Former chief constable Bill Spence, who has died at the age of 76, was a “strong, kind and gentle” man, his family said.
The former Tayside chief died at home in Kellas on Sunday with his family by his side after a short battle with bowel cancer.
He was diagnosed with the disease in January and told his illness was inoperable.
As a result, he did not receive chemotherapy but had surgery to make him more comfortable.
Daughter Shona McLeod described her dad as a strong, kind, gentle man who she never saw get angry.
She said: “Dad’s condition deteriorated rapidly but we were lucky that he was able to die at home surrounded by his family.
“He believed it was a privilege to serve with the police. He was very proud of his career which grew out of his love to serve.
“He gained the Queen’s Scout award which he always said was one of his most important achievements, alongside receiving the honour of Order of the Knights of St John.”
Mr Spence grew up in Ellon and left school with no qualifications.
He studied at college evening classes and then with the Open University before going to Strathclyde University to study law.
His police career started with Renfrew and Greenock Police in Paisley and subsequently took him to places as far apart as Rothesay and India, before he moved to Tayside.
Mr Spence’s first role with the local constabulary was in 1988 when he was appointed deputy chief constable, before securing the top job in 1990.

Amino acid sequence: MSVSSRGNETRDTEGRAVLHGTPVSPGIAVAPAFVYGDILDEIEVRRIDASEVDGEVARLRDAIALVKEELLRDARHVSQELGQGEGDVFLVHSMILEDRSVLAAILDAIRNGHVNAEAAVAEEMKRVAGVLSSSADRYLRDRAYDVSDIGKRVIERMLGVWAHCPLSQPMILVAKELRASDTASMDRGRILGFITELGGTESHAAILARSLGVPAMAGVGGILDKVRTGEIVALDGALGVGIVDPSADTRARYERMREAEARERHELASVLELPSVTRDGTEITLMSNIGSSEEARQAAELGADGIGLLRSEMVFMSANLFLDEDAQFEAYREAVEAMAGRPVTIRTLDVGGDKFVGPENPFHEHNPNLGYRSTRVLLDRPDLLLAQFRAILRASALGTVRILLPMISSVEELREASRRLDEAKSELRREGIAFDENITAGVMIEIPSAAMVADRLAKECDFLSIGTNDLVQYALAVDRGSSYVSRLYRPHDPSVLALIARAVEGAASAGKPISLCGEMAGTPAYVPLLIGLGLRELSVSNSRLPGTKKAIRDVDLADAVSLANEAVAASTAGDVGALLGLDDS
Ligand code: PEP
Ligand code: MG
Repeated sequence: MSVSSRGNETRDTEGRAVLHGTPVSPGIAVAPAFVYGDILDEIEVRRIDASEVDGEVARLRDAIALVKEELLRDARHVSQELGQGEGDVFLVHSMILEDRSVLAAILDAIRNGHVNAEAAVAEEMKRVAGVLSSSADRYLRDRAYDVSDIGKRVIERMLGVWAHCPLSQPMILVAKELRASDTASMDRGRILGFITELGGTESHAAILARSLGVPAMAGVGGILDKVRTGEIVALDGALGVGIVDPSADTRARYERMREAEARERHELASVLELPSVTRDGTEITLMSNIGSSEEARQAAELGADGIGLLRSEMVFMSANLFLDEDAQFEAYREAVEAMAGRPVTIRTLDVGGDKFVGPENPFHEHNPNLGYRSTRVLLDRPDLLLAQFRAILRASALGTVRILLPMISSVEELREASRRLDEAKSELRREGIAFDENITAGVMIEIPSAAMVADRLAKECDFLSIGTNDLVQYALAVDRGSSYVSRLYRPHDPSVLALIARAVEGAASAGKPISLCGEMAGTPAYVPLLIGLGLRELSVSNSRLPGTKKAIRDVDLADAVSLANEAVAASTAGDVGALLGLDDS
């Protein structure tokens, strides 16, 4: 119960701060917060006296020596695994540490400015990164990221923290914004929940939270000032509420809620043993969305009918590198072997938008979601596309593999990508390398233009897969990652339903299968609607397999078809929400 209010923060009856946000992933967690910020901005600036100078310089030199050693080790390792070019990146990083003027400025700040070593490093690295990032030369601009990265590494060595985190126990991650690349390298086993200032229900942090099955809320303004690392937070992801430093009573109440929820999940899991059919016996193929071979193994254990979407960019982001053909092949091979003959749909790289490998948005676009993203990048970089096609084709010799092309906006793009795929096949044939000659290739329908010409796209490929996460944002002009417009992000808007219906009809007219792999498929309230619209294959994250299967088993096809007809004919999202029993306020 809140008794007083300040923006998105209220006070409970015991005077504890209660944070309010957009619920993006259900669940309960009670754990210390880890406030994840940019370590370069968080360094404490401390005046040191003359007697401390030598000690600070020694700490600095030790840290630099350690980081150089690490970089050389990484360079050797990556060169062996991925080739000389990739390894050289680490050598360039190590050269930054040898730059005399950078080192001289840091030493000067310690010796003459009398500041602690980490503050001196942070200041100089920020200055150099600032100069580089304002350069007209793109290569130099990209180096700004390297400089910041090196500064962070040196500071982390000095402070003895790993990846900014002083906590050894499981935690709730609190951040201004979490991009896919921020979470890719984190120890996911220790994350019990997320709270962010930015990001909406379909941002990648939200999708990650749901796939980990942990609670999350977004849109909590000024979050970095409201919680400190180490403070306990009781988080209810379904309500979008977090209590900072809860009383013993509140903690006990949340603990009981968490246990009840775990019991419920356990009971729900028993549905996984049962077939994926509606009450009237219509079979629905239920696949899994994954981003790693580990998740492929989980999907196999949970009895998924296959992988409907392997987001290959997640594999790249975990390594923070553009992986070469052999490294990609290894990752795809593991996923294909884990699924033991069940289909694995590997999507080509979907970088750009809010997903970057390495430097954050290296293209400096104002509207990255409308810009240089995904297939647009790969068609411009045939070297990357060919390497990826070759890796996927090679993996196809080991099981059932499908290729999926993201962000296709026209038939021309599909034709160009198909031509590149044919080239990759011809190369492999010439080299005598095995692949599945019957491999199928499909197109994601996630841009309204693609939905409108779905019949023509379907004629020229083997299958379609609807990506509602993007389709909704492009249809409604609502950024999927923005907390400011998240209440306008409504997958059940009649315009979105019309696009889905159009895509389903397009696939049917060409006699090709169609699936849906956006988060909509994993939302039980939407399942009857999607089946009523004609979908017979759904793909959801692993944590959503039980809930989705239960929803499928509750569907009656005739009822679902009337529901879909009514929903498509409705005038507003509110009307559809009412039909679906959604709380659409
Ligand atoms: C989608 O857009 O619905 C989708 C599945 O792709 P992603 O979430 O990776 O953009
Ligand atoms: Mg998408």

During his tenure, the crime rate reduced annually and he helped to oversee the introduction of new technology that enhanced detection.
He was one of the far-sighted officers who saw the potential of DNA testing and helped to launch the Dundee labs, which were then the first in Scotland.
Following his retirement in 2000, Mr Spence was heavily involved in charity work and founded the St John Scotland’s team of First Responders in Angus later that decade.
He helped spearhead the charity’s efforts to locate defibrillators in public sites around Dundee and Angus and became the face of the project.
Paying tribute, Dundee’s Lord Provost Ian Borthwick said Mr Spence was “a genuinely good man”.
He said: “He always gave his best and I am sorry to hear the news.
“When I had matters to raise regarding my own ward he was always interested in finding a resolution and it was clear he cared about the people of Dundee and was very knowledgeable and held the city in a high regard.
“My condolences go to his wife and family.”
Mr Spence was honorary vice-president of the Tayside branch of the Retired Police Officers Association Scotland.
Matt Hamilton, vice-president and secretary of the branch, said: “Sunday was a very sad day, not only for the family of Bill Spence, but also for his many friends, ex-colleagues and fellow police officers here in Tayside and across Scotland.”
Mr Spence is survived by his wife Hazel, daughters Shona and Maureen, and four grandchildren.